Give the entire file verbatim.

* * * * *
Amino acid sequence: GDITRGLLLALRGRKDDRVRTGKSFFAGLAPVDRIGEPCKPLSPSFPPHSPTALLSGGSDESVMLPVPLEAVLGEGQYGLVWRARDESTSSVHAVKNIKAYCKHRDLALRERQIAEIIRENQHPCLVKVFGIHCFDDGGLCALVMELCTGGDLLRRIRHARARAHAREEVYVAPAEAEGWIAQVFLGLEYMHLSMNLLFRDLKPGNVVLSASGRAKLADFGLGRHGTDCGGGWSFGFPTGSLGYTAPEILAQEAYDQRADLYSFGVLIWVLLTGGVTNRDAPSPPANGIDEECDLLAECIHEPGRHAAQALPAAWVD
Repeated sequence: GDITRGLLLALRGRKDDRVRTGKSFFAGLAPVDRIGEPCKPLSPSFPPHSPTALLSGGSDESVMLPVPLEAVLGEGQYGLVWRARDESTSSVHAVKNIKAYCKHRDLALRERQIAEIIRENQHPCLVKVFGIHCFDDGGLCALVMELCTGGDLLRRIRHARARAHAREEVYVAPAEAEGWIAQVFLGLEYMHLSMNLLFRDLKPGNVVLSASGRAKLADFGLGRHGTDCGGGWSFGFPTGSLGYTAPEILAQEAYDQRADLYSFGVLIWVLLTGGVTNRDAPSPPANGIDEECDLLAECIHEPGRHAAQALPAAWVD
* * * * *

Amino acid sequence: GDITRGLLLALRGRKDDRVRTGKSFFAGLAPVDRIGEPCKPLSPSFPPHSPTALLSGGSDESVMLPVPLEAVLGEGQYGLVWRARDESTSSVHAVKNIKAYCKHRDLALRERQIAEIIRENQHPCLVKVFGIHCFDDGGLCALVMELCTGGDLLRRIRHARARAHAREEVYVAPAEAEGWIAQVFLGLEYMHLSMNLLFRDLKPGNVVLSASGRAKLADFGLGRHGTDCGGGWSFGFPTGSLGYTAPEILAQEAYDQRADLYSFGVLIWVLLTGGVTNRDAPSPPANGIDEECDLLAECIHEPGRHAAQALPAAWVD
Repeated sequence: GDITRGLLLALRGRKDDRVRTGKSFFAGLAPVDRIGEPCKPLSPSFPPHSPTALLSGGSDESVMLPVPLEAVLGEGQYGLVWRARDESTSSVHAVKNIKAYCKHRDLALRERQIAEIIRENQHPCLVKVFGIHCFDDGGLCALVMELCTGGDLLRRIRHARARAHAREEVYVAPAEAEGWIAQVFLGLEYMHLSMNLLFRDLKPGNVVLSASGRAKLADFGLGRHGTDCGGGWSFGFPTGSLGYTAPEILAQEAYDQRADLYSFGVLIWVLLTGGVTNRDAPSPPANGIDEECDLLAECIHEPGRHAAQALPAAWVD